It is possible that all of the predictors are associated with the response, but it is more often the case that the response is only related to a subset of the predictors. The task of determining which predictors are associated is referred to as variable selection. Various statistics can be used to judge the quality of a model. These include Mallow’s \(C_p\), Akaike information criterion (AIC), Bayesian information criterion (BIC), and adjusted \(R^2\).

There are \(2^p\) models that contains a subset of \(p\) variables. Unless \(p\) is small, we cannot consider all \(2^p\) models, and we need an efficient approach to choosing a smaller set of models to consider. There are 3 classical approaches for this task:

  1. Forward selection: We begin with the null model – a model that contains an intercept but no predictors. We then fit p simple linear regressions and add to the null model the variable that results in the lowest RSS. We then add to that model the variable that results in the lowest RSS for the new two-variable model, and repeat.
  2. Backward selection: We start with all variables in the model, andd remove the variable with the largest p-value – that is the variable that is the least statistically significant. The new (p-1)-variable model is fit, and the variable with the largest p-value is removed, and repeat.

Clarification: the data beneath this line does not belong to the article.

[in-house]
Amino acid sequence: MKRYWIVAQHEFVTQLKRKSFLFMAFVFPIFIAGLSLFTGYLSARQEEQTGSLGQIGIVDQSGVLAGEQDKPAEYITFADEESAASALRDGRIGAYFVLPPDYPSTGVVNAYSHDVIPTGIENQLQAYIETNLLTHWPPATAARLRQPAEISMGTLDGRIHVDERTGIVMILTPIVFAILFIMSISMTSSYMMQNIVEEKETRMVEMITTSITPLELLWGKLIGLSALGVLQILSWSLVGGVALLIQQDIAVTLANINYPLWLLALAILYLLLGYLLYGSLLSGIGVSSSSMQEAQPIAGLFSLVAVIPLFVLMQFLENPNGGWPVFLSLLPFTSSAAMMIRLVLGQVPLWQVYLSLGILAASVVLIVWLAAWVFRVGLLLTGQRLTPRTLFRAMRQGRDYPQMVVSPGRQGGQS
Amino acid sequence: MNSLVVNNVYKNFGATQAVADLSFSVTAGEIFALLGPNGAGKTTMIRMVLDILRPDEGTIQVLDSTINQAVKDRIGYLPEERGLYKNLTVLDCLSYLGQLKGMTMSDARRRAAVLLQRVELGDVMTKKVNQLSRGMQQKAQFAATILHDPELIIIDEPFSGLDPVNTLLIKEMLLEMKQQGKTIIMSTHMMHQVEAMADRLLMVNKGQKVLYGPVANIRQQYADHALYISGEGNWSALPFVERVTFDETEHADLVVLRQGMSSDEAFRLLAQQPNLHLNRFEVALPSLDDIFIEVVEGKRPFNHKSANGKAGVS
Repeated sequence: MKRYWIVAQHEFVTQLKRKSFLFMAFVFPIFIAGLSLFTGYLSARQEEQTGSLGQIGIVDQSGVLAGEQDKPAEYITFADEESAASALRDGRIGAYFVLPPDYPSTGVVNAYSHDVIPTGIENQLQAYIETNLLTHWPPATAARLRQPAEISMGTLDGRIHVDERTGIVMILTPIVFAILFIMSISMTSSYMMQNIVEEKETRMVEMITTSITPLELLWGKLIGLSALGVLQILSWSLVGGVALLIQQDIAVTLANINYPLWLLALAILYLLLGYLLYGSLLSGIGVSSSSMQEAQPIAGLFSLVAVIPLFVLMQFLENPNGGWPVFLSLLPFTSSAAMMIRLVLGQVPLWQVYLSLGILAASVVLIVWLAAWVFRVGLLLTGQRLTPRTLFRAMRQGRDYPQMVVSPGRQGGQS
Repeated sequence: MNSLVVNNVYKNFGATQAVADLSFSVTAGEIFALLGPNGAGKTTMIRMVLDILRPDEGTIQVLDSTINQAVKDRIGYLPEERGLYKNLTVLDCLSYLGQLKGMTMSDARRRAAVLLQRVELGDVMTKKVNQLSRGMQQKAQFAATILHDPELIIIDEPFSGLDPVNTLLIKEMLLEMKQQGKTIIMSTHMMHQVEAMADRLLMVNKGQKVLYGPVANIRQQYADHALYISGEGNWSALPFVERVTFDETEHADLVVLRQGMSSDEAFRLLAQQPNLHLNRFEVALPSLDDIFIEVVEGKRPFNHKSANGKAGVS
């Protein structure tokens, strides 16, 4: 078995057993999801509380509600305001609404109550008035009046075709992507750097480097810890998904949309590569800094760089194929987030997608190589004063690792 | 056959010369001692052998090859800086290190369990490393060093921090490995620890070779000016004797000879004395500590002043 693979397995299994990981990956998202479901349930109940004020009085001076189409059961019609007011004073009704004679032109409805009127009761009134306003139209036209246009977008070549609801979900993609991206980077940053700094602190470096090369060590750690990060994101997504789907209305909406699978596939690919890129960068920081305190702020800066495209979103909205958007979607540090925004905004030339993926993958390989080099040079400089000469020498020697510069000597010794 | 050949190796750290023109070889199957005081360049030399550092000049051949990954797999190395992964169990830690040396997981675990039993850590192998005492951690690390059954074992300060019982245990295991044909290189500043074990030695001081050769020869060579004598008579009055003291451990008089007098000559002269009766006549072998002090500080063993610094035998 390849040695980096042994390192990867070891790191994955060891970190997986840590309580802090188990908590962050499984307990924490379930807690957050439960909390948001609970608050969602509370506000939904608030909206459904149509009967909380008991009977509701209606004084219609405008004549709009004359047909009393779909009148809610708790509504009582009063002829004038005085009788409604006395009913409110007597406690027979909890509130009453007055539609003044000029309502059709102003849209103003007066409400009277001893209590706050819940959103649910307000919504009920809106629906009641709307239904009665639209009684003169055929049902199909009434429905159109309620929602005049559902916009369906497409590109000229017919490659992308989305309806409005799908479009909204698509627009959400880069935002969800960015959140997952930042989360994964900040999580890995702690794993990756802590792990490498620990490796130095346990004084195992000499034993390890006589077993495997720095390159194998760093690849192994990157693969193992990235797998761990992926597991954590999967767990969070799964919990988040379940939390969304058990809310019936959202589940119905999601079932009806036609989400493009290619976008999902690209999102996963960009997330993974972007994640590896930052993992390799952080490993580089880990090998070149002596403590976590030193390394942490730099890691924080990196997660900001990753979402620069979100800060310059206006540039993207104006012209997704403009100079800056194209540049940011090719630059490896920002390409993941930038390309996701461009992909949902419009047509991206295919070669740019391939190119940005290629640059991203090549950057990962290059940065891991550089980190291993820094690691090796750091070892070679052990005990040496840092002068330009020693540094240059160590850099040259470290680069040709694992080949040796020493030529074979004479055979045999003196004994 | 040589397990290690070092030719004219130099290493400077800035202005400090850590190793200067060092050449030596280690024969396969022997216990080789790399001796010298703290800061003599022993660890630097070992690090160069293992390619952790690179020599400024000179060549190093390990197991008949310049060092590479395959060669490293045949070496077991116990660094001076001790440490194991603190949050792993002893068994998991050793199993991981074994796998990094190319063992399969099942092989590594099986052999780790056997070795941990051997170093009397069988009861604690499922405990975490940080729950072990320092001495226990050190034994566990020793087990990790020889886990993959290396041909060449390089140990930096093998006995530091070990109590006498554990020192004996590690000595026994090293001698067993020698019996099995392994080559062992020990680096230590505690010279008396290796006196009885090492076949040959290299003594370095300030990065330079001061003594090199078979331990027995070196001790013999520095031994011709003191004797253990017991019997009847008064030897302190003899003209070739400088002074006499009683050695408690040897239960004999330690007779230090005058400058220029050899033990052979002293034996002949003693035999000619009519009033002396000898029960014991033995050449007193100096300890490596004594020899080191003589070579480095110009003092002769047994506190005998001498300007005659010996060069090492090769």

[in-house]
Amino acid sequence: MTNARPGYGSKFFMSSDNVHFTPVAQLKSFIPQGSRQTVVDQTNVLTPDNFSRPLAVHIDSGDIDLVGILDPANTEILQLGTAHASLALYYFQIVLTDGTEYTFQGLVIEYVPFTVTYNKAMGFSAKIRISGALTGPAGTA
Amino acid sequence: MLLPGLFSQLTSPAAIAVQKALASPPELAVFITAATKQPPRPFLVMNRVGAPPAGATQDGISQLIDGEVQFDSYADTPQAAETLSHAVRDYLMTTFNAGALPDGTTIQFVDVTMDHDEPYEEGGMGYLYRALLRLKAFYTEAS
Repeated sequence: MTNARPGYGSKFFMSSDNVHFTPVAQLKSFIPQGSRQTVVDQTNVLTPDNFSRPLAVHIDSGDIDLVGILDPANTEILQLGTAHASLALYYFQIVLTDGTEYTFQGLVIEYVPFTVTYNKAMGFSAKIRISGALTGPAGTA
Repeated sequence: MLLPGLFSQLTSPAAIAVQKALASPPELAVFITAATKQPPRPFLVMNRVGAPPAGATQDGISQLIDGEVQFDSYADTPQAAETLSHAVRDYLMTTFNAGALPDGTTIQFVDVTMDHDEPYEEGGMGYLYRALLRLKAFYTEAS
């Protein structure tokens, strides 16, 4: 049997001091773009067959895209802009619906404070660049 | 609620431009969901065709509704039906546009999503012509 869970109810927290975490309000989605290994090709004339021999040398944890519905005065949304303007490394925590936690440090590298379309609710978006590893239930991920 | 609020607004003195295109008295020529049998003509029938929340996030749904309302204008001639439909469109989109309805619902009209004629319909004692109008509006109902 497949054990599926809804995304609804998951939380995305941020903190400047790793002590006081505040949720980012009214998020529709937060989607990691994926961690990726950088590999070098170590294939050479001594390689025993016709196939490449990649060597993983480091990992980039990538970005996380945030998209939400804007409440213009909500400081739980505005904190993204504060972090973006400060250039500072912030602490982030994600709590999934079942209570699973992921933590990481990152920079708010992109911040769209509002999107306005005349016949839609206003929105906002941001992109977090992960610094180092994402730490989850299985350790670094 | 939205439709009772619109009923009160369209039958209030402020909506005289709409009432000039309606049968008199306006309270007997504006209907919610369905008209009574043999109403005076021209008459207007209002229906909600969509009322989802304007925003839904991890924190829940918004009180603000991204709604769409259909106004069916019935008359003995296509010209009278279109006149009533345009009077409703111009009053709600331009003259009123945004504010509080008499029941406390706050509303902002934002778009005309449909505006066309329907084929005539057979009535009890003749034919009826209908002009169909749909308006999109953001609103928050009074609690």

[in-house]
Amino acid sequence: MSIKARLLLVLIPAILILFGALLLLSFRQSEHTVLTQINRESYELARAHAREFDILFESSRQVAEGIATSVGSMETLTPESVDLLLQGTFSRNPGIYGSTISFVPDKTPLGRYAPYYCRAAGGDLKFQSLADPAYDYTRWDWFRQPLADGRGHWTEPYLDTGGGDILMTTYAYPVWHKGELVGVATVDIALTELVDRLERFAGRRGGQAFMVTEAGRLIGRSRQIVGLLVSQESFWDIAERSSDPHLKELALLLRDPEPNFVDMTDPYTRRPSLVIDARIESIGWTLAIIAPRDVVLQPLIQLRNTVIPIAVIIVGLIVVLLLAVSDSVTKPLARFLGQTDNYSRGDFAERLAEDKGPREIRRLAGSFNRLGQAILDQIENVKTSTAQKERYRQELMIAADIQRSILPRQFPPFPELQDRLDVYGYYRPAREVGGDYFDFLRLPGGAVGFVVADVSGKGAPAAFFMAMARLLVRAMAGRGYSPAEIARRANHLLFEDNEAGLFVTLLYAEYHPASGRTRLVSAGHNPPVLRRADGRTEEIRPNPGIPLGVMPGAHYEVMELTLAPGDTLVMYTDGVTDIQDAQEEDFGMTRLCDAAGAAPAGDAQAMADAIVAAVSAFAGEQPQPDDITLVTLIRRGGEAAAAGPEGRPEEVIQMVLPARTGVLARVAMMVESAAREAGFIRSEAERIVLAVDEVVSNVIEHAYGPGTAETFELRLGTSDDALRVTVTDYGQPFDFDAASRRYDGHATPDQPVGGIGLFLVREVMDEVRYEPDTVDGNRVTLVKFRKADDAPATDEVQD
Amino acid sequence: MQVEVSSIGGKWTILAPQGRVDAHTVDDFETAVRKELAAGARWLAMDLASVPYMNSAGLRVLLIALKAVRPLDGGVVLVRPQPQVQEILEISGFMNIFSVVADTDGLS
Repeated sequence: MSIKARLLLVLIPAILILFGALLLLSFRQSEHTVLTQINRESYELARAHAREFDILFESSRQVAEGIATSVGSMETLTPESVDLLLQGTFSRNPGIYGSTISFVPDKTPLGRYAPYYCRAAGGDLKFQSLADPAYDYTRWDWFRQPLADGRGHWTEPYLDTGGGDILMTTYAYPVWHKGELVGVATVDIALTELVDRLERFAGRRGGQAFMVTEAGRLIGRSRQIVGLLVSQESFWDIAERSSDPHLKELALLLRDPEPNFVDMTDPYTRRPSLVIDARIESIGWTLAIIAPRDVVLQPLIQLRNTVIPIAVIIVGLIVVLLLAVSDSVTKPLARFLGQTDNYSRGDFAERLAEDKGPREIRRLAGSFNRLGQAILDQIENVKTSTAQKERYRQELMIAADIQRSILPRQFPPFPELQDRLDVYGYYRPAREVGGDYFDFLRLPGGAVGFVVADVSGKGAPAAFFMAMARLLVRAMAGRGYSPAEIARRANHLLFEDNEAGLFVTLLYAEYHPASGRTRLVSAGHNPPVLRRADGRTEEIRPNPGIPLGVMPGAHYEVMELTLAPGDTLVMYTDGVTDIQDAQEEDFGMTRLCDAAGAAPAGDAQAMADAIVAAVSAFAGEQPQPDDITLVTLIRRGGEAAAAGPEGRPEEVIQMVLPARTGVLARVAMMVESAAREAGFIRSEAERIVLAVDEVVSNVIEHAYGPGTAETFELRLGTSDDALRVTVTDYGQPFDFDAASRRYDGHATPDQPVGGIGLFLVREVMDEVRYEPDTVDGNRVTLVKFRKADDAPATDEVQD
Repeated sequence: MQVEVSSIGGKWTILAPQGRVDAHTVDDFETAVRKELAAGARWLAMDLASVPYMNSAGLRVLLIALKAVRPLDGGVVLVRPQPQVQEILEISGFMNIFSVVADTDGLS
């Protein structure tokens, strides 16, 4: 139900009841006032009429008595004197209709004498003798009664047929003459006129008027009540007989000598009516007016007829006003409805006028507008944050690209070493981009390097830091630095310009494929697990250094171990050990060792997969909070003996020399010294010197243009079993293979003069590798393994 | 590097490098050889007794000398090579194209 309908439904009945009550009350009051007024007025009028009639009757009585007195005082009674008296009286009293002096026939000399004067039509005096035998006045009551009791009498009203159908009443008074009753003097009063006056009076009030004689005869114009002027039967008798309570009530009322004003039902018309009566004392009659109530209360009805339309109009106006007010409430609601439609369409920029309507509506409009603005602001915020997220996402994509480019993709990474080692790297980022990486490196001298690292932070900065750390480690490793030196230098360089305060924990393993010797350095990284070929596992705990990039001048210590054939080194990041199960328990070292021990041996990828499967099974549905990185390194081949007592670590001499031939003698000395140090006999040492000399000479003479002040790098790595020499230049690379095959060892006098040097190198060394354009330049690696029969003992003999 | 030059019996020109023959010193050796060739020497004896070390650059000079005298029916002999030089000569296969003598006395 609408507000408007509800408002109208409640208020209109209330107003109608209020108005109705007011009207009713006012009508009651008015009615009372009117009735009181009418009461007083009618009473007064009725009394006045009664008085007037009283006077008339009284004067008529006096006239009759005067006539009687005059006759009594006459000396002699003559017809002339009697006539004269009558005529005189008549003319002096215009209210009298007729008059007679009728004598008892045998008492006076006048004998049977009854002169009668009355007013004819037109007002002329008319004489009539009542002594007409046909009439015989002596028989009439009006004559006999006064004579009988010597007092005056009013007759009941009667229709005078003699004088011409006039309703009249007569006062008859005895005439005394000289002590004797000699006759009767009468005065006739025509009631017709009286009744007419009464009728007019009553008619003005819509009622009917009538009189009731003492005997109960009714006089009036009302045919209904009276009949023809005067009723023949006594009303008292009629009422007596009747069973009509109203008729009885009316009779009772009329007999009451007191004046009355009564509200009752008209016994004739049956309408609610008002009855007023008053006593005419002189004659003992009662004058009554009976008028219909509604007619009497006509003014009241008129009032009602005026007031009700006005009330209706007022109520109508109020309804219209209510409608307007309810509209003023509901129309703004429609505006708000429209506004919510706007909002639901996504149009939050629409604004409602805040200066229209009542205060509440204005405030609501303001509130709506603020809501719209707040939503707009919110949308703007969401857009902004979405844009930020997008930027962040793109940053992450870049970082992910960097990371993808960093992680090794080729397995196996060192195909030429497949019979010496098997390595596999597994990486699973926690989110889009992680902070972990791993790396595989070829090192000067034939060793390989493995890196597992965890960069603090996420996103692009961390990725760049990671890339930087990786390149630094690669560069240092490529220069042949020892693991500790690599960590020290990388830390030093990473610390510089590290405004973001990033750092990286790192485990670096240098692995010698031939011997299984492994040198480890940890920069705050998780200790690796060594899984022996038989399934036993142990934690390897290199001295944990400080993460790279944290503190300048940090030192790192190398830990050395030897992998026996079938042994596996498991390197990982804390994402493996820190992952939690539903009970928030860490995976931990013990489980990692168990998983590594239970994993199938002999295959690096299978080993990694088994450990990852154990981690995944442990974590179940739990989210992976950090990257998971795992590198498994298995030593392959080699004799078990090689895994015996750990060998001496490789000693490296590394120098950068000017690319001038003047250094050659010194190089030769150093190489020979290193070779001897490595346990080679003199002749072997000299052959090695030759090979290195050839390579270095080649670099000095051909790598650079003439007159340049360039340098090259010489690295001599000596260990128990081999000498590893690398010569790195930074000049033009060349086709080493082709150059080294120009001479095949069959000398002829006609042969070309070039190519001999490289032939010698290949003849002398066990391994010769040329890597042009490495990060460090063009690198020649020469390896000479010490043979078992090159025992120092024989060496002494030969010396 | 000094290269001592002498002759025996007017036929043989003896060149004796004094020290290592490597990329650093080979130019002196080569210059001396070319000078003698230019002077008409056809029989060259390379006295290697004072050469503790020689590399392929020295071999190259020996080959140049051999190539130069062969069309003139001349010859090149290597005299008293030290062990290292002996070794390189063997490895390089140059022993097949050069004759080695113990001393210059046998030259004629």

3. Mixed selection. This is a combination of forward and backward-selection. We once again start with the null model. The p-values of the variables can become larger as new variables are added to the model. Once the p-value of one of the variables in the model rises above a certain threshold, they are removed.

3. Model Fit

Two of the most common numerical measures of model fit are the RSE and \(R^2\), the fraction of variance explained.

It turns out that \(R^2\) will always increase when more variables are added to the model, even if those variables are only weakly associated with the response. This is because adding another variable to the least squares equations must allow us to fit the training data more accurately. Models with more variables can have higher RSE if the decrease in RSS is small relative to the increase in \(p\).

4. Predictions

Once we have fit the multiple regression model, it is straightforward to predict the response \(Y\) on the basis of a set of values for predictors \(X_1, X_2, \dots, X_p\). However, there are 3 sorts of uncertainty associated with this prediction:

  1. The coefficient estimates \(\hat{\beta_0}, \hat{\beta_1}, \dots, \hat{\beta_p}\) are estimates for \(\beta_0, \beta_1, \dots, \beta_p\).

That is, the least squares plane:

\begin{equation} \hat{Y} = \hat{\beta_0} + \hat{\beta_1}X_1 + \dots + \hat{\beta_p}X_p \end{equation}